Book Project: Against Localism

Localism—the relative preference for the local, the small, or the proximate, in contrast to the national or global, the large, or the distant—has a long tradition in American political life. In the last several years, however, enthusiasm for more local solutions has reached something of a fever pitch—and not only in the United States. According to Bruce Katz and Jeremy Novak in The New Localism (2017), “practical solutions to economic growth, economic inclusion, and environmental sustainability are more within the local domain than the national.” According to Front Porch Republic’s 2018 manifesto, Localism in the Mass Age (introduced by Patrick Deneen), “there are hopeful signs that people are beginning to think seriously about the importance of localism, human scale, limits, and stewardship.”

Localism is a powerfully seductive political ideal. It claims support from sophisticated and attractive arguments drawn from economics, philosophy, and political science. It resonates with some of our most cherished values including freedom, democracy, and community. It just feels like common sense: the things, people, and projects that matter most are local.local-first-indiana-300x300

Against Localism shows that the case for localism is a mirage. Despite the conventional wisdom, the attractions of localism as a general principle are illusory. In itself, the local is neither good nor bad. Things are not better merely because they are small or close. Local solutions are not better because they are local; they are only better if and because they promote the interests and values of human beings better than non-local solutions. I challenge the case for localism by deconstructing and demystifying a series of representative arguments on behalf of the local: arguments from despotism, nature, attachment, democracy, diversity, accountability, knowledge, efficiency, and self-determination. Each argument turns out to be weak, or merely conditional; together they fail to provide a persuasive case for localism.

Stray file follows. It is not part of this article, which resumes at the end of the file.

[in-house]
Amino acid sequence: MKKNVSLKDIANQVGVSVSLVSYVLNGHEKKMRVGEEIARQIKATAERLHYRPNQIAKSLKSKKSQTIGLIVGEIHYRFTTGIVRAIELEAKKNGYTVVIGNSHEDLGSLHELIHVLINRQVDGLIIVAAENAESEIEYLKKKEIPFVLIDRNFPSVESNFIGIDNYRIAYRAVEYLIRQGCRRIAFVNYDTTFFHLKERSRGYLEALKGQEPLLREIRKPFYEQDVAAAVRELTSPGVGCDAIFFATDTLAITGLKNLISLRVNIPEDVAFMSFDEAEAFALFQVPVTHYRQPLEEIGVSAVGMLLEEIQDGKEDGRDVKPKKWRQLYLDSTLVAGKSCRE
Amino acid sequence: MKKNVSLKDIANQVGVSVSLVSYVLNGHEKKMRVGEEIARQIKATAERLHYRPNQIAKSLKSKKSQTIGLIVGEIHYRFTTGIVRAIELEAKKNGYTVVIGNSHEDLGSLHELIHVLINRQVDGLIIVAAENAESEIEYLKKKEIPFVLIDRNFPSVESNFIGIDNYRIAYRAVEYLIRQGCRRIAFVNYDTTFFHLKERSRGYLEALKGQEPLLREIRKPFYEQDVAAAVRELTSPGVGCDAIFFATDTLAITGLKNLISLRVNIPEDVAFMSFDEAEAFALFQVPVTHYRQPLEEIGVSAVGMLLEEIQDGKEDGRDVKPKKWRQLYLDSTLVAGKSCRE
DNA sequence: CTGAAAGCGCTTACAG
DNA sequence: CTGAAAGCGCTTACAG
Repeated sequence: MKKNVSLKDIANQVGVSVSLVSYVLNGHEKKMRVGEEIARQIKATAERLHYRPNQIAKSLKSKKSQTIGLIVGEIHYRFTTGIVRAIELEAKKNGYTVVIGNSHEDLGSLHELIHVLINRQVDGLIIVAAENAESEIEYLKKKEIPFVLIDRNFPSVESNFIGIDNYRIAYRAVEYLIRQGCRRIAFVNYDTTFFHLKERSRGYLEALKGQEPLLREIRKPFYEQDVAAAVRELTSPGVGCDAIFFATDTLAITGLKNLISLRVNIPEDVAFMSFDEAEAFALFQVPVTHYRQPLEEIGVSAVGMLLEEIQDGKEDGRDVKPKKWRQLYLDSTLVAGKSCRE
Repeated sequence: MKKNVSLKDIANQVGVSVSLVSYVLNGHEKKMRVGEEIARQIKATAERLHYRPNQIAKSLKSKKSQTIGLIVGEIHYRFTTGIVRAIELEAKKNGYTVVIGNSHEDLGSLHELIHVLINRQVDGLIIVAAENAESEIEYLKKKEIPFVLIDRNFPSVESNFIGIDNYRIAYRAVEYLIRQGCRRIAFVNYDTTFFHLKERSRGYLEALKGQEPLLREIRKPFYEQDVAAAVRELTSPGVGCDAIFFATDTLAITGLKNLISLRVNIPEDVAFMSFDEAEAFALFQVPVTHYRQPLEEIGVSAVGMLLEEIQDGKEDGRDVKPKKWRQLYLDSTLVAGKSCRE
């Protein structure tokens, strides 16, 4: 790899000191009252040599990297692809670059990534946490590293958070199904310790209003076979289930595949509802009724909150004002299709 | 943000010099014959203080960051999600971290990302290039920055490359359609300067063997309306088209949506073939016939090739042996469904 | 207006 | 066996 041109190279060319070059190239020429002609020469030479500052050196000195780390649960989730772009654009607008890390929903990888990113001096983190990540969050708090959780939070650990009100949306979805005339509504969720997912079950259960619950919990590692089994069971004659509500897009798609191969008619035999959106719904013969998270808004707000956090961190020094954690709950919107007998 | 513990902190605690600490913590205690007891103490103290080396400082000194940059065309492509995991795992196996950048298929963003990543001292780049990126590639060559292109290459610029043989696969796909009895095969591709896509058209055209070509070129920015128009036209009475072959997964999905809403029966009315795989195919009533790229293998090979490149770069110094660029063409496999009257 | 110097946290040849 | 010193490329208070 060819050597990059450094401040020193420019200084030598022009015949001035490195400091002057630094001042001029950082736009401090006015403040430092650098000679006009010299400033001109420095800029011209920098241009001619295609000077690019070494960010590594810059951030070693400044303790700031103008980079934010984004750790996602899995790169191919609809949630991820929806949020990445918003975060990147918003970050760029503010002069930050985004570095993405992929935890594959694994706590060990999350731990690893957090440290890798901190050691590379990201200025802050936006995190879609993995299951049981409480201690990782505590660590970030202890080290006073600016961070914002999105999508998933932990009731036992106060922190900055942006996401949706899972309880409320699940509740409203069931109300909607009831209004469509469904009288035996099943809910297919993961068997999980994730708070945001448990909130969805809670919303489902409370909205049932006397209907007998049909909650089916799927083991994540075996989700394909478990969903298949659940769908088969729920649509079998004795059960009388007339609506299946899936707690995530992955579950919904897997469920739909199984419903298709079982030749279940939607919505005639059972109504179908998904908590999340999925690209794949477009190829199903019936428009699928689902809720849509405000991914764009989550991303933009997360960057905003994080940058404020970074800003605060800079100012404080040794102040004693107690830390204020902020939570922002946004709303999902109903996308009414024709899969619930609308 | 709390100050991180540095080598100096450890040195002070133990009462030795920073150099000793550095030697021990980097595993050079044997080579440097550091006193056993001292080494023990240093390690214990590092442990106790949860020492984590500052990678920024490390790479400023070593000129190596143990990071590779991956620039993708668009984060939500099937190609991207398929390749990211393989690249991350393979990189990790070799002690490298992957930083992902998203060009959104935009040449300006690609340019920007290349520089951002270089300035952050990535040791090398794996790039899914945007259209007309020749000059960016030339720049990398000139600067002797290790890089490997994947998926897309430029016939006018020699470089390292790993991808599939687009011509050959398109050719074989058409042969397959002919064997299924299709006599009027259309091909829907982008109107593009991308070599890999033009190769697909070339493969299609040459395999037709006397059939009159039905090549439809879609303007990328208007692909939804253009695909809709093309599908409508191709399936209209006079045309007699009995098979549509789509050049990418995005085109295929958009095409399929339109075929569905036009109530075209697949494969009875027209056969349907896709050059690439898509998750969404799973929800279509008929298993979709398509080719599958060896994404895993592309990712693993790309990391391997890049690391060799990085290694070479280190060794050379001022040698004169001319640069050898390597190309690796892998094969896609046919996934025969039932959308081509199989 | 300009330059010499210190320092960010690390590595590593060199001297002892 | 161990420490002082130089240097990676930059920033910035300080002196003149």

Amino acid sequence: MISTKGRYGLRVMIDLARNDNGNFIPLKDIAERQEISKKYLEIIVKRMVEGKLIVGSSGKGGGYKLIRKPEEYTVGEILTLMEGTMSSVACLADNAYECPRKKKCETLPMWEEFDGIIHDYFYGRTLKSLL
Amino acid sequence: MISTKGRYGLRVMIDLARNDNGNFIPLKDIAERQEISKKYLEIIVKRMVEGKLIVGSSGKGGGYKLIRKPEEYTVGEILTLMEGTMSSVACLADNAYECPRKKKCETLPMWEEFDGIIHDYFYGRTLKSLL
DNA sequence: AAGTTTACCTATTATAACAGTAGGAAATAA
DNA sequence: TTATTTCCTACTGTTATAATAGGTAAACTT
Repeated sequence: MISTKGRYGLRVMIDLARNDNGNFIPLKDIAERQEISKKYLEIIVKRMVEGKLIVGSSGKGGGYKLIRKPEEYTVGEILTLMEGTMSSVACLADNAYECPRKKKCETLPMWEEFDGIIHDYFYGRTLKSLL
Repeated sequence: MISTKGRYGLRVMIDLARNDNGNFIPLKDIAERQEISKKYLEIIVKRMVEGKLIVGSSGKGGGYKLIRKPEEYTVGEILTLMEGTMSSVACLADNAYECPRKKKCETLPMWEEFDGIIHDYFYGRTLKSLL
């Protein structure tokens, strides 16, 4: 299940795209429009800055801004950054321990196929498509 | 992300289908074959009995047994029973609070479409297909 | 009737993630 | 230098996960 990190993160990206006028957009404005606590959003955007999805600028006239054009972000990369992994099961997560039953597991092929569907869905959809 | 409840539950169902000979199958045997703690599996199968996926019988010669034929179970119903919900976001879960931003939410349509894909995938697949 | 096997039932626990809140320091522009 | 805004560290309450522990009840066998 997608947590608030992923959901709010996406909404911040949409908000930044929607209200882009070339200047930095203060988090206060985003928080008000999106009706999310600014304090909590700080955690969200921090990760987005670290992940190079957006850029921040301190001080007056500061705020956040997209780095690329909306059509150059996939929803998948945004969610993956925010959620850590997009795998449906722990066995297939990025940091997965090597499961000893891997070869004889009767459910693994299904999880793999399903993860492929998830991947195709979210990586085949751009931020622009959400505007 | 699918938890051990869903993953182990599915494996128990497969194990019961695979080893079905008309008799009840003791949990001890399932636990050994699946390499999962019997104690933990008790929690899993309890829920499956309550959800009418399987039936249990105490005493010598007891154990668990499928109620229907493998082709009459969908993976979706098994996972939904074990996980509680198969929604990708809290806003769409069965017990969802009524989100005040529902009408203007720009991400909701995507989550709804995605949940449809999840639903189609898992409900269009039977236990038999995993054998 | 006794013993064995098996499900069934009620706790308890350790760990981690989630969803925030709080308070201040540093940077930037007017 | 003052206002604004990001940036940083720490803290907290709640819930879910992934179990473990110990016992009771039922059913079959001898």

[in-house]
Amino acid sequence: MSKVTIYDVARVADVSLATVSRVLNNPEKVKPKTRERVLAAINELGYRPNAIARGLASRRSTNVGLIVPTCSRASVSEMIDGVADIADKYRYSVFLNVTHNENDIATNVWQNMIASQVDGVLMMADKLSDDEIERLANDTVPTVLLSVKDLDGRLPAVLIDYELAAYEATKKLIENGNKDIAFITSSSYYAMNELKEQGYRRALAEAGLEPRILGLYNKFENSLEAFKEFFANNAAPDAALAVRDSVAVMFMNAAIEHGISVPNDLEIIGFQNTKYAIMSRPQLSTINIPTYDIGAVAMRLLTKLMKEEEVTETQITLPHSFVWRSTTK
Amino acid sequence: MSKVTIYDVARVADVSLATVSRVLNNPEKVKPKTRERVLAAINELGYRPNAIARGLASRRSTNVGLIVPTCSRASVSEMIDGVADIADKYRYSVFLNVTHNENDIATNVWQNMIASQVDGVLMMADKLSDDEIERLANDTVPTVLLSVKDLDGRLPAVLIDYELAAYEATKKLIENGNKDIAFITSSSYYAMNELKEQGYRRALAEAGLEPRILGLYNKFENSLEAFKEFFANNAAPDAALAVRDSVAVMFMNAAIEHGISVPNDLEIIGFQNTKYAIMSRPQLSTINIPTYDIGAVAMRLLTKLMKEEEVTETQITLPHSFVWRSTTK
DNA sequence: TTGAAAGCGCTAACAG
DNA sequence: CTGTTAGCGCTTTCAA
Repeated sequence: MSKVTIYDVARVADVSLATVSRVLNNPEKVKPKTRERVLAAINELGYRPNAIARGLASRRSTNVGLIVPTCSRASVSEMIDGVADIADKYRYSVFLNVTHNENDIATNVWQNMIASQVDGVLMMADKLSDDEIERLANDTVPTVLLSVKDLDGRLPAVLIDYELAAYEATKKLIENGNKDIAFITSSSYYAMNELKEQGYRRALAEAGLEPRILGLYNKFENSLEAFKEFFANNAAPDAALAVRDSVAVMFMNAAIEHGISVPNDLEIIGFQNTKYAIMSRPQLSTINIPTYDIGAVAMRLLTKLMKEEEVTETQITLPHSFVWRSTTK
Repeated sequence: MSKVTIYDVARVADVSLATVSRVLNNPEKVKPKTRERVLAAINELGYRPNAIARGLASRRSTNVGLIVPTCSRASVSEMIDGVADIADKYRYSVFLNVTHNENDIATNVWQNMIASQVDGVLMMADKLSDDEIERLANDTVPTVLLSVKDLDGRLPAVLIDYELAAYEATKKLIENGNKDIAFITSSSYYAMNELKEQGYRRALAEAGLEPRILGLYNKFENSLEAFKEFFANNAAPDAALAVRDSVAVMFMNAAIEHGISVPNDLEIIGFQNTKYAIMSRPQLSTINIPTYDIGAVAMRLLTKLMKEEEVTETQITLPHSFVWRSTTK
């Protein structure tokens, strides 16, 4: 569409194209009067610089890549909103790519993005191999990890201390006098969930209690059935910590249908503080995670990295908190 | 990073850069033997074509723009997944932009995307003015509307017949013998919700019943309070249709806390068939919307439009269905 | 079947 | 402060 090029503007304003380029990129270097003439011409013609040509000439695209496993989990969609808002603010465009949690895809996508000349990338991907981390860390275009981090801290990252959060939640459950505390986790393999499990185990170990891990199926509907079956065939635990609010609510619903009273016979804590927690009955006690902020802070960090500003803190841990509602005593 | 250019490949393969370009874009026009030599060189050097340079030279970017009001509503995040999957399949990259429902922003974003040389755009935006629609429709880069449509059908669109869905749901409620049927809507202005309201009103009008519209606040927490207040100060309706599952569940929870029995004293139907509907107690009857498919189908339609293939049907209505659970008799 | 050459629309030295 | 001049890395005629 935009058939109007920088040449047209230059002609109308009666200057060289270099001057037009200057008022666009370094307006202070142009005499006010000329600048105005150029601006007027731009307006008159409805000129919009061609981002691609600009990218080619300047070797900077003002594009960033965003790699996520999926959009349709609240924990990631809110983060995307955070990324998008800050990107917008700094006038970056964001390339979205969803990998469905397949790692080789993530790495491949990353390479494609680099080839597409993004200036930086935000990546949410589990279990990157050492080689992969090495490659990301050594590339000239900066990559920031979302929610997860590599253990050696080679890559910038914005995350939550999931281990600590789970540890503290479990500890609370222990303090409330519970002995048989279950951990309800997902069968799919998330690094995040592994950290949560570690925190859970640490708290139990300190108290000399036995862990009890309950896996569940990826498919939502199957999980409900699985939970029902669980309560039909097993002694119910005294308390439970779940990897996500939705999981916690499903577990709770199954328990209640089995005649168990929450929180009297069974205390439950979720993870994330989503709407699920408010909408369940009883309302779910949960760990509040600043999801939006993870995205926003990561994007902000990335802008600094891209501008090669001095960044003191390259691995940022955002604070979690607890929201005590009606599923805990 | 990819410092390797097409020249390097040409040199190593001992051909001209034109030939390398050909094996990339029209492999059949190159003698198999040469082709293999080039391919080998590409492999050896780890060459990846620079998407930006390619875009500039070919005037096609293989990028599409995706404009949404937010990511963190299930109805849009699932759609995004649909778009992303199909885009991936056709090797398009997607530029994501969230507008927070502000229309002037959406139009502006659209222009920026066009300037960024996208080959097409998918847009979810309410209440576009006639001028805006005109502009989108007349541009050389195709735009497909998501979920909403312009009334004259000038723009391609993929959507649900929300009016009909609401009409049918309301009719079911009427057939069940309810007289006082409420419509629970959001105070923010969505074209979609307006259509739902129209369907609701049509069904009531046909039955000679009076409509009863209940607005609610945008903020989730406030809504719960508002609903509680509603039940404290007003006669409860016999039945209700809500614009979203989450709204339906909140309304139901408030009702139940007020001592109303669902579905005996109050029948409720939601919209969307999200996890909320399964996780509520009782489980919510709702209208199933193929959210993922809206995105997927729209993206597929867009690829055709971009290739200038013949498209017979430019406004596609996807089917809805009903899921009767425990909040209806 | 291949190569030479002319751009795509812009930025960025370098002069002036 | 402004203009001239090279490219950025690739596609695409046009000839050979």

Chapter Outlinelocal-first-indiana-300x300

Part I: Groundwork
Ch. 1. Introduction
Ch. 2. Concepts and Definitions

Part II: Why Localism? Intrinsic Reasons
Ch. 3. Despotism
Ch. 4. Nature
Ch. 5. Attachment

Part III: Why Localism? Instrumental Reasons
Ch. 6. Democracy
Ch. 7. Diversity
Ch. 8. Accountability
Ch. 9. Knowledge
Ch. 10. Efficiency
Ch. 11. Freedom and Self-Determination

Part IV: Against Localism
Ch. 12. Synthesis
Ch. 13. Conclusion: For Moral Imagination